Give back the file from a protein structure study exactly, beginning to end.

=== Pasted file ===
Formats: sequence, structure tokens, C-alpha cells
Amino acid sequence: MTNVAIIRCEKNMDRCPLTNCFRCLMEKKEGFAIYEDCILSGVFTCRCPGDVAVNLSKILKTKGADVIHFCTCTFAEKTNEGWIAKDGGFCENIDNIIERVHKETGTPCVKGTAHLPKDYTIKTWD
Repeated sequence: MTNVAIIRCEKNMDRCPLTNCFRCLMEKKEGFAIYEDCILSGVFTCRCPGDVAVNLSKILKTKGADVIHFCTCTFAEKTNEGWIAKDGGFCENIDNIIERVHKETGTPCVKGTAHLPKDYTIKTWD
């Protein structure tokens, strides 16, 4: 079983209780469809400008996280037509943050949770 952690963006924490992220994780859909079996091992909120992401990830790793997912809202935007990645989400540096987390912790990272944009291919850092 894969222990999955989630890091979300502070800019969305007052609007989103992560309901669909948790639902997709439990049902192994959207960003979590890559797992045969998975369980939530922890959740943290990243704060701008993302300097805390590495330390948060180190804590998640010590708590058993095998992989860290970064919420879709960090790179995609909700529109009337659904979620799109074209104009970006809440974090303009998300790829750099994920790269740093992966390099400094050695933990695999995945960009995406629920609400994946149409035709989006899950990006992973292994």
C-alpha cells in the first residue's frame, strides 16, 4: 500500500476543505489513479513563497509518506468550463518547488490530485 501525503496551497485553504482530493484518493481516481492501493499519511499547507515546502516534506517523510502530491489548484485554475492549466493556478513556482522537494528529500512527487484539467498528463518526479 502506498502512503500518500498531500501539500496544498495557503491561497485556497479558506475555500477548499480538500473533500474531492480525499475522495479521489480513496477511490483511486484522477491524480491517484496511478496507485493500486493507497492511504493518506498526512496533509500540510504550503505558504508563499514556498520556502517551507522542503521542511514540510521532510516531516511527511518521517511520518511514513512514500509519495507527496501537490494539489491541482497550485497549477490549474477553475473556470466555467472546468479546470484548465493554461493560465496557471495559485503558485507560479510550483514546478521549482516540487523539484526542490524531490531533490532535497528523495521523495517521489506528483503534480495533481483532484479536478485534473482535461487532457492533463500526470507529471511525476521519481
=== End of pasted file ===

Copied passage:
Formats: sequence, structure tokens, C-alpha cells
Amino acid sequence: MTNVAIIRCEKNMDRCPLTNCFRCLMEKKEGFAIYEDCILSGVFTCRCPGDVAVNLSKILKTKGADVIHFCTCTFAEKTNEGWIAKDGGFCENIDNIIERVHKETGTPCVKGTAHLPKDYTIKTWD
Repeated sequence: MTNVAIIRCEKNMDRCPLTNCFRCLMEKKEGFAIYEDCILSGVFTCRCPGDVAVNLSKILKTKGADVIHFCTCTFAEKTNEGWIAKDGGFCENIDNIIERVHKETGTPCVKGTAHLPKDYTIKTWD
């Protein structure tokens, strides 16, 4: 079983209780469809400008996280037509943050949770 952690963006924490992220994780859909079996091992909120992401990830790793997912809202935007990645989400540096987390912790990272944009291919850092 894969222990999955989630890091979300502070800019969305007052609007989103992560309901669909948790639902997709439990049902192994959207960003979590890559797992045969998975369980939530922890959740943290990243704060701008993302300097805390590495330390948060180190804590998640010590708590058993095998992989860290970064919420879709960090790179995609909700529109009337659904979620799109074209104009970006809440974090303009998300790829750099994920790269740093992966390099400094050695933990695999995945960009995406629920609400994946149409035709989006899950990006992973292994």
C-alpha cells in the first residue's frame, strides 16, 4: 500500500476543505489513479513563497509518506468550463518547488490530485 501525503496551497485553504482530493484518493481516481492501493499519511499547507515546502516534506517523510502530491489548484485554475492549466493556478513556482522537494528529500512527487484539467498528463518526479 502506498502512503500518500498531500501539500496544498495557503491561497485556497479558506475555500477548499480538500473533500474531492480525499475522495479521489480513496477511490483511486484522477491524480491517484496511478496507485493500486493507497492511504493518506498526512496533509500540510504550503505558504508563499514556498520556502517551507522542503521542511514540510521532510516531516511527511518521517511520518511514513512514500509519495507527496501537490494539489491541482497550485497549477490549474477553475473556470466555467472546468479546470484548465493554461493560465496557471495559485503558485507560479510550483514546478521549482516540487523539484526542490524531490531533490532535497528523495521523495517521489506528483503534480495533481483532484479536478485534473482535461487532457492533463500526470507529471511525476521519481